For five weeks last summer, Franklin & Marshall mathematics major Mitchell Young spent 40 hours a week calculating and notating patterns in the results from a study that he and a team of students conducted under the tutelage of Assistant Professor of Mathematics Nicholas Baeth.
The students examined two different settings of non-unique factorization. It is part of a larger body of research in Factorization Theory, a relatively young field (about 70 years old) in algebra where Baeth has focused his scholarly work.
“Whole numbers factor uniquely as a product of prime numbers—12 factors as 2 times 2 times 3, and that’s the only way you can do it,”Baeth said. “But there are many algebraic structures where factorization is not unique. The goal of my research is to take some sort of algebraic structure and measure the degree to which factorization is not unique.”
Young, a junior, and three other students – sophomores Greg Heilbrunn, Peter Liu and Santure Chen – worked with Baeth to study a particular semigroup and measure just how non-unique factorization is by computing various quantities. How do they do this?
“For whole numbers, primes are your atoms; they’re your basic building blocks. In the more general setting, you don’t necessarily have primes. You have what we call atoms, and these are your basic building blocks that cannot be factored any farther,” Baeth said. “There are many different ways you could measure the degree to which factorization is not unique.”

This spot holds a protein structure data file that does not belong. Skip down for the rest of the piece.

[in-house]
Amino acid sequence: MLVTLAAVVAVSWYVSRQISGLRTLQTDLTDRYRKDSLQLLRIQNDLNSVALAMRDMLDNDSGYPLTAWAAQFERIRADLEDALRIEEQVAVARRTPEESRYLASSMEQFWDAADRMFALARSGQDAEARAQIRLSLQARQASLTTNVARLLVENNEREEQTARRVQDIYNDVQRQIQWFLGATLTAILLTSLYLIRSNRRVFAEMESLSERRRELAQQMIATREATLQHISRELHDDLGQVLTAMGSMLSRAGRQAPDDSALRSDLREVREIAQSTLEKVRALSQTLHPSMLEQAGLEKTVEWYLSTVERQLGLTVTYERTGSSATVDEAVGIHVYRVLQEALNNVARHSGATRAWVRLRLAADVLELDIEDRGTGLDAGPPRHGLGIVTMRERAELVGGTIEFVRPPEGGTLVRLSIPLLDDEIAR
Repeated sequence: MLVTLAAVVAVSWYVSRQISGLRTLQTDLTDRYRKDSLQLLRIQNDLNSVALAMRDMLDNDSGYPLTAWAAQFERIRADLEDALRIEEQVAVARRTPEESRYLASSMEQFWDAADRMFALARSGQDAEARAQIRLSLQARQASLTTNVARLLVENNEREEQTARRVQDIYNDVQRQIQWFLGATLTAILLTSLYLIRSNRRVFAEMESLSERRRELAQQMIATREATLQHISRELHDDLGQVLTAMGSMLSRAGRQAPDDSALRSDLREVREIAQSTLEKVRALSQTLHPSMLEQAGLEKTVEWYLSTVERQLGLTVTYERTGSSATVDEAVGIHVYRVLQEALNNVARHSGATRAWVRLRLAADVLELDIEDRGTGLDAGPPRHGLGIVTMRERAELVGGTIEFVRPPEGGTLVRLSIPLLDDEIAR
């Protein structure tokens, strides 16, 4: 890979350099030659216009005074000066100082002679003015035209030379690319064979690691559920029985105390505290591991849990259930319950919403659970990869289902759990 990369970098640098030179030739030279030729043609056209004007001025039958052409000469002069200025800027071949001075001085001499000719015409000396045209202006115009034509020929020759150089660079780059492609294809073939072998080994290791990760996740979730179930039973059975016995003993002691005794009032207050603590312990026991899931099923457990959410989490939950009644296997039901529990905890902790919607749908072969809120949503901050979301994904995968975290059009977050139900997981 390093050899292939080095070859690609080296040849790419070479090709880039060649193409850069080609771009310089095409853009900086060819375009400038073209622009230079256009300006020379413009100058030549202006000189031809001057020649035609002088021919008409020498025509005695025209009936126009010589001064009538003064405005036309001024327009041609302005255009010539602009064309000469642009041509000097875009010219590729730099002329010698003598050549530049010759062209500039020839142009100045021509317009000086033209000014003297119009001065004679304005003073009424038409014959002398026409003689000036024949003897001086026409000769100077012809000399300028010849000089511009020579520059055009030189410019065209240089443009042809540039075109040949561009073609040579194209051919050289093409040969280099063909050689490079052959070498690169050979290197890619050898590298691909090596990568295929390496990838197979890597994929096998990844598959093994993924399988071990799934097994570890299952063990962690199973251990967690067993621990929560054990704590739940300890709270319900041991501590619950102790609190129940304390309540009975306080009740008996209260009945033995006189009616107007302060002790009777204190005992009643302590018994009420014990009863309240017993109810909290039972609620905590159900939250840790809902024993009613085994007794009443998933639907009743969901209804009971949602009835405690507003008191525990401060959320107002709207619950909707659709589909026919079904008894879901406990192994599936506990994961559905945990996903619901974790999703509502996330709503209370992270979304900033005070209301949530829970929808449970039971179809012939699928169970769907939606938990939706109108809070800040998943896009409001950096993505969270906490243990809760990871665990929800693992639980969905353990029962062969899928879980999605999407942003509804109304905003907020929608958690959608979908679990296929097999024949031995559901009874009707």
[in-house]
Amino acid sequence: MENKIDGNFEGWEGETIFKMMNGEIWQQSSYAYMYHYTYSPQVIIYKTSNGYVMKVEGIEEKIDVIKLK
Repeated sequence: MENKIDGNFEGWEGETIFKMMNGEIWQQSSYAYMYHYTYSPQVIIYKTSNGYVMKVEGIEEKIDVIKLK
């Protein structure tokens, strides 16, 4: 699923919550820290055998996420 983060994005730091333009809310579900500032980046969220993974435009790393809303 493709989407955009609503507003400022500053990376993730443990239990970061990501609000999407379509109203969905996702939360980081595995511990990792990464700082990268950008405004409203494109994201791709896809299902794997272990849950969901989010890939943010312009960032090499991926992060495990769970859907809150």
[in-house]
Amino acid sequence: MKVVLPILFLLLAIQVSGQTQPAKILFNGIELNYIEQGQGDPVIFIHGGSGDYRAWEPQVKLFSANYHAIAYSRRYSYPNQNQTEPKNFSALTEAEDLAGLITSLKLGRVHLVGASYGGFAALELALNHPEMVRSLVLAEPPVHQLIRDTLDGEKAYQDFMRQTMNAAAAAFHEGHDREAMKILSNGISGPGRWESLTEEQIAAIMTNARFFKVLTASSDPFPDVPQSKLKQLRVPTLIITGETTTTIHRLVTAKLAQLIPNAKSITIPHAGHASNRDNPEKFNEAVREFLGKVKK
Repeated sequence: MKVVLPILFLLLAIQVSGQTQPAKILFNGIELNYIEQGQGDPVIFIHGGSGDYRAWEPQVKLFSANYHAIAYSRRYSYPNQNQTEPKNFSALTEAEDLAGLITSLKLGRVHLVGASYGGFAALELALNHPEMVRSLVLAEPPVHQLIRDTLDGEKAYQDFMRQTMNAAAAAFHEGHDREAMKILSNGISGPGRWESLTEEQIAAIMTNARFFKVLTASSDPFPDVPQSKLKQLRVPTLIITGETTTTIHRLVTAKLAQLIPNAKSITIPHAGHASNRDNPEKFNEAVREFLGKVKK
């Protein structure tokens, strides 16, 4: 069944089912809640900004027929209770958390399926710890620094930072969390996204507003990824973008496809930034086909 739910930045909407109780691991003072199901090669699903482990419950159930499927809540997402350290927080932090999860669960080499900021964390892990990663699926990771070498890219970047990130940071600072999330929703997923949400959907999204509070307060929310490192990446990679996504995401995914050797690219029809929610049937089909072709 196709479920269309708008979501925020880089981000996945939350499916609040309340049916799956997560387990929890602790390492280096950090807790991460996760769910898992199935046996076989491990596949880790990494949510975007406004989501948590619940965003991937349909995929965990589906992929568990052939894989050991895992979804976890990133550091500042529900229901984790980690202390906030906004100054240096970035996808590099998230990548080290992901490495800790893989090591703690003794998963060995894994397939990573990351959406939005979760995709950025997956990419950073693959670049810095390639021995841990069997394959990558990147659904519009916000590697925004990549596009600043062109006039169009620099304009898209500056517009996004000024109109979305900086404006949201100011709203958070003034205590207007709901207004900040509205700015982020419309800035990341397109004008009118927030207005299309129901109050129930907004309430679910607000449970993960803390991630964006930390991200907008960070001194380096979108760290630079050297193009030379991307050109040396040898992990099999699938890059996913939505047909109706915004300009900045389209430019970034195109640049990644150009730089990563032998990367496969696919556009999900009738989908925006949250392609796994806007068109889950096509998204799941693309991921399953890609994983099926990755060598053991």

Young, a vocal music performance minor who also played trumpet in F&M’s Symphonic Wind Ensemble, zeroed in on a setting called "Tn" or upper-triangular n-by-n matrices.
“Within this setting, I derived how non-unique the factorization is, as well as quantifying the ‘prime-ness’ of all the atoms,” he said. “This is because, unlike our primary numbers, atoms can have varying degrees of ‘prime-ness.’"
Once the Hackman Summer Scholar “had an idea of what was happening in this setting or an answer to a question I wanted to solve, I would run several test examples and write up lemmas, theorems, and proofs to explain my findings.”
Young’s project is part of Baeth’s larger research that he and three other students worked on together. In addition to Young, two other students are also presenting their efforts at the Autumn Research Fair.
“Whether it’s DNA built up in terms of nucleotides or molecules built out of atoms, you want to figure out what your basic building pieces are and how they all fit together,” the professor said. “In a general sense, that’s what the students are doing. They’re looking at these types of matrices that appear all over in mathematics and physics, and trying to understand these basic pieces and how they fit together.”
Young found the research opportunity exceptional.
“The experience was really enlightening on what math research is truly like,” he said. “Working on a particular question I wanted to answer, or proof for a theorem, for hours or days only made the ‘Eureka!’ moment when I finally thought of a solution even more gratifying and exhilarating.”